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  • theangryintern - Thursday, September 15, 2011 - link

    "It's proven itself in the phone form factor"

    Yeah, cuz WP7 phones are just flying off the shelves. /sarcasm (in case you couldn't tell)
    Reply
  • Shadowmaster625 - Wednesday, September 14, 2011 - link

    I like big buttons, I cannot lie. I have big icons I my desktop so as to facilitate remote usage. Reply
  • augiem - Wednesday, September 14, 2011 - link

    Tell them what you think with your wallet. Pull a Vista on them. Do not buy Windows 8. Simple as that. Win 7 will be supported for probably 10 years. I for one am not going to screw productivity by installing this. When MS's revenues fall through the floor, they'll get the message.

    This is NOT the future of computing. As much as we'd all love to have Star Trek's computer where it just does everything for you, that's never going to happen.
    Reply
  • jvillaro - Thursday, September 15, 2011 - link

    You are as a consumer, in your right to just not buy it or use it. And MS is in their right to offer new things, change things up, take a risk and either fail or succeed.
    Garbage, idiotic, etc are your opinions... which many of us could think of you. That's the way it goes, maybe you could wait till it's released to make a real judgement.
    Reply
  • Gimfred - Tuesday, September 13, 2011 - link

    Live tiles are 1000x more useful than static windows 3.1 style icons

    Why do the icons have to stay static? Like the look but think it will get in my way or my way will get in its way. If there are animated [informative] icons now, no reason they can't be improved on.
    Reply
  • taltamir - Thursday, September 15, 2011 - link

    You are confusing windows and linux.
    Windows has near 0 backwards compatibility. If you want to run an app or game that was made for windows 95, 98, or 2k you need to run it in linux under Wine because windows 7 will fail to run it.

    @Metro: I hate it, its horrible. It looks neat on a tablet but how am I supposed to use it with a mouse and keyboard on my desktop or laptop?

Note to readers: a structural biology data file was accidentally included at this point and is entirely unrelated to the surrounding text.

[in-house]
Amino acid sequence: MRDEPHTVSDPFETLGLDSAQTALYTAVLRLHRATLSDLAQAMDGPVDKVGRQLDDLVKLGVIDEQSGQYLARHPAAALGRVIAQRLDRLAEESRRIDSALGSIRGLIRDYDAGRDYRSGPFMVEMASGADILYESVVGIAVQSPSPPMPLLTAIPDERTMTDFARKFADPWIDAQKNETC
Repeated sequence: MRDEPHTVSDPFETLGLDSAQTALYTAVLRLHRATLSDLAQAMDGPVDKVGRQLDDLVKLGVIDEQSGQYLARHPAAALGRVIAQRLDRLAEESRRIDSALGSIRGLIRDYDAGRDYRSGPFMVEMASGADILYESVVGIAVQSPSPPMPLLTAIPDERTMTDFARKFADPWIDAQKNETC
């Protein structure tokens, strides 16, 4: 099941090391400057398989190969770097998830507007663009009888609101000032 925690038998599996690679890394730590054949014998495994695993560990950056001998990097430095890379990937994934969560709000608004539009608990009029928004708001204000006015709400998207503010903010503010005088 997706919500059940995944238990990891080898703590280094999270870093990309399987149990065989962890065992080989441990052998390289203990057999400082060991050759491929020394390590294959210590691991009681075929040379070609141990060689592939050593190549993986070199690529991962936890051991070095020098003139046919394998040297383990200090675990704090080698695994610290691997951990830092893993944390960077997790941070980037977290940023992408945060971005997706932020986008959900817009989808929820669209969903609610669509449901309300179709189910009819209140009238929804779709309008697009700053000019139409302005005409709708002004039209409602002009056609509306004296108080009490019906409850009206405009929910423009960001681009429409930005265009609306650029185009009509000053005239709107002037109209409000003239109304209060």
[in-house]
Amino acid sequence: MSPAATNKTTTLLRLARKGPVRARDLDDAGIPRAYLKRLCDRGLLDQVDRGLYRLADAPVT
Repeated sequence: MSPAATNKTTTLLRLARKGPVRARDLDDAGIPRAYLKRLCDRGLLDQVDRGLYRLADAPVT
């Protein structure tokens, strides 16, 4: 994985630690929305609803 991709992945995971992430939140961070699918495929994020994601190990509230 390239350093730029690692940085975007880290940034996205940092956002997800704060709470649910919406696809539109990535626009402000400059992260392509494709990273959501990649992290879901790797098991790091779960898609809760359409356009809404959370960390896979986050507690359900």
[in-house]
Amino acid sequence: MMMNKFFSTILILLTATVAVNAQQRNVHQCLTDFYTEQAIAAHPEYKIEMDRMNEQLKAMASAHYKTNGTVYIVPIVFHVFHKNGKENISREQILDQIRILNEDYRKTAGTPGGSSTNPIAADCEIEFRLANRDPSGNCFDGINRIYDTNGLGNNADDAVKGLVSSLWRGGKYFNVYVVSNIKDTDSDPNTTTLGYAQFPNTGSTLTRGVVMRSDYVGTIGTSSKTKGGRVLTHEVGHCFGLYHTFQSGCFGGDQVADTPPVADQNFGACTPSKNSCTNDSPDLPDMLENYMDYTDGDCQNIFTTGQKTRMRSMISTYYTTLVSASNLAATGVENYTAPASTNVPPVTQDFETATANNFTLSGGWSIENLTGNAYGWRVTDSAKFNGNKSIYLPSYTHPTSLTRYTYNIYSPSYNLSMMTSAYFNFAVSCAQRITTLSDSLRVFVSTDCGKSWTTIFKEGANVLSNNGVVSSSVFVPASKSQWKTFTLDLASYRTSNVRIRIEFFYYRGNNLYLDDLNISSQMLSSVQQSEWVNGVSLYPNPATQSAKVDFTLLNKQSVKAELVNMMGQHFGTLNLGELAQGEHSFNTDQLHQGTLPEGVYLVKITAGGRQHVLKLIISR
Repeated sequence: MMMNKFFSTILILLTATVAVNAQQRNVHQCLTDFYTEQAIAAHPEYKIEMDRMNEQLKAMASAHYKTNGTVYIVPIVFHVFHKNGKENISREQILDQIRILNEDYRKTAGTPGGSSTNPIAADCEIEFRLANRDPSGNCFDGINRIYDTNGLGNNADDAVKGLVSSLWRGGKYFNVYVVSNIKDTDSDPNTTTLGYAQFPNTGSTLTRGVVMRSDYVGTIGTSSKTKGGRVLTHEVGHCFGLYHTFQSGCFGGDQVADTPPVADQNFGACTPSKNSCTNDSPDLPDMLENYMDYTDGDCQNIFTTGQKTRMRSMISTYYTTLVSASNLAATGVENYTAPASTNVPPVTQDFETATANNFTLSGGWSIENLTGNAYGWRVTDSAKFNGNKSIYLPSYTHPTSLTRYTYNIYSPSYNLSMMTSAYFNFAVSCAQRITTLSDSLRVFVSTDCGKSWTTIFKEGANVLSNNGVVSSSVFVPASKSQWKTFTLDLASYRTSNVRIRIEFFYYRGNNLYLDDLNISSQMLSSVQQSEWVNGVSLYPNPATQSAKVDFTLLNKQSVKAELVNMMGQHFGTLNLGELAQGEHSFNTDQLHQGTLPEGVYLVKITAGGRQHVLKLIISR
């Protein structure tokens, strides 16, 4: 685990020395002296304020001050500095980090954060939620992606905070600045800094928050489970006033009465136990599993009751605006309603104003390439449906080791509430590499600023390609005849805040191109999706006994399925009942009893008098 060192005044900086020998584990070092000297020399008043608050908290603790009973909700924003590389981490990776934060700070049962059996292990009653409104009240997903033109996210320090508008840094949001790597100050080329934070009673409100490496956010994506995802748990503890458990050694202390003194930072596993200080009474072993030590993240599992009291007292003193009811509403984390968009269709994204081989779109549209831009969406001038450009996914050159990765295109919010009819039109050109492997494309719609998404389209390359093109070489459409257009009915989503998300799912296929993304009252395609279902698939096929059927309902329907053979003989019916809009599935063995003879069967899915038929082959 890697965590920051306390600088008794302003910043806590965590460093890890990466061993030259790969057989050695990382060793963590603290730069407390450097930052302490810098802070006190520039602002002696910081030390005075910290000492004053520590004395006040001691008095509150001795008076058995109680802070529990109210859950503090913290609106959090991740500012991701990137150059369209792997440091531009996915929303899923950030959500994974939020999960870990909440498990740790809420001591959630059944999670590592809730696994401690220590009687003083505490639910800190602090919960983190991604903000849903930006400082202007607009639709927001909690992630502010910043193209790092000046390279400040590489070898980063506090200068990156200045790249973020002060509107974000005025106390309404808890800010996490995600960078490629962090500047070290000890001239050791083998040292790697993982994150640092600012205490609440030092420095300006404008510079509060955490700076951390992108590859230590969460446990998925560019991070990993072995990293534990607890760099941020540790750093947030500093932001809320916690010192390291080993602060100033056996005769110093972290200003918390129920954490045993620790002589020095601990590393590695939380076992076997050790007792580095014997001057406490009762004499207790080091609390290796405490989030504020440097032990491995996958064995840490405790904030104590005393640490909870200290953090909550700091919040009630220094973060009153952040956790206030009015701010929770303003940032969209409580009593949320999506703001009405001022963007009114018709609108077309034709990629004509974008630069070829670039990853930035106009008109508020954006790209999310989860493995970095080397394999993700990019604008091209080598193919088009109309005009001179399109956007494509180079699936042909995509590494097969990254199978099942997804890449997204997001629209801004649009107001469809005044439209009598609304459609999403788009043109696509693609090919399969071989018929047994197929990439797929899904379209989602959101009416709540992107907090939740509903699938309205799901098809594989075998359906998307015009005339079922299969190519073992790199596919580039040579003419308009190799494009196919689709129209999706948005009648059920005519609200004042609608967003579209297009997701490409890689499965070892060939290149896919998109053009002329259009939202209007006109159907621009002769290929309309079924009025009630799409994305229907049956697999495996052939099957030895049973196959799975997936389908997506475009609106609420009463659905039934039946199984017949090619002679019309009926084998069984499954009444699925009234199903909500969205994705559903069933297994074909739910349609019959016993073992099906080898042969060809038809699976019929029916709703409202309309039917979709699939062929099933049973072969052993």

Reply
  • mlambert890 - Thursday, September 15, 2011 - link

    This post has to either be a joke or you are incredibly out of touch.

    Windows has 0 backwards compat? I run *DOS* apps in Windows 7. WTF are you talking about?

    And if you didnt notice, Windows 7 has "XP compat" mode. A free instance of XP to run in a VM on a free desktop type 2 hypervisor.

    Did you miss the compatibility tab and the "Run as ...." option that goes all the way back to W95?

    Show me the app you can get to run in WINE that someone competent cant get to run under Windows. Maybe you ran into some outlier case, but thats like the guy who smokes 10 packs a day and lives until 90. Idiotic to try to pretend its the rule.

    MSFT has suffered *mightily* for backwards compat unlike Apple and, yes, mighty Linux also. There are *plenty* of stranded apps that require recoding to work with newer libraries and newer kernel revs on Linux.
    Reply
  • Wraith404 - Thursday, September 15, 2011 - link

    How much time do you spend looking at your desktop? I do actual work, so I see mine about once a week. Live tiles are a gimmick derived from Android widgets, and are pretty much only useful on a fondleslab, and even then the usefulness is limited. Reply
  • damianrobertjones - Tuesday, September 13, 2011 - link

    I'm used to using Windows Media Center so it won't be much of a change for me and as for that Fisher price thing.... People are BUYING ipads so you can see where everything is heading! Reply
  • fcx56 - Tuesday, September 13, 2011 - link

    Exactly, I'm surprised no one has seen this coming. This interface began in 2005 with XP Media Centre Edition and with subsequent updates through Vista and 7, all they had to add were the tiles implemented in WP7 and here we are, a tablet interface to accompany ARM support. Reply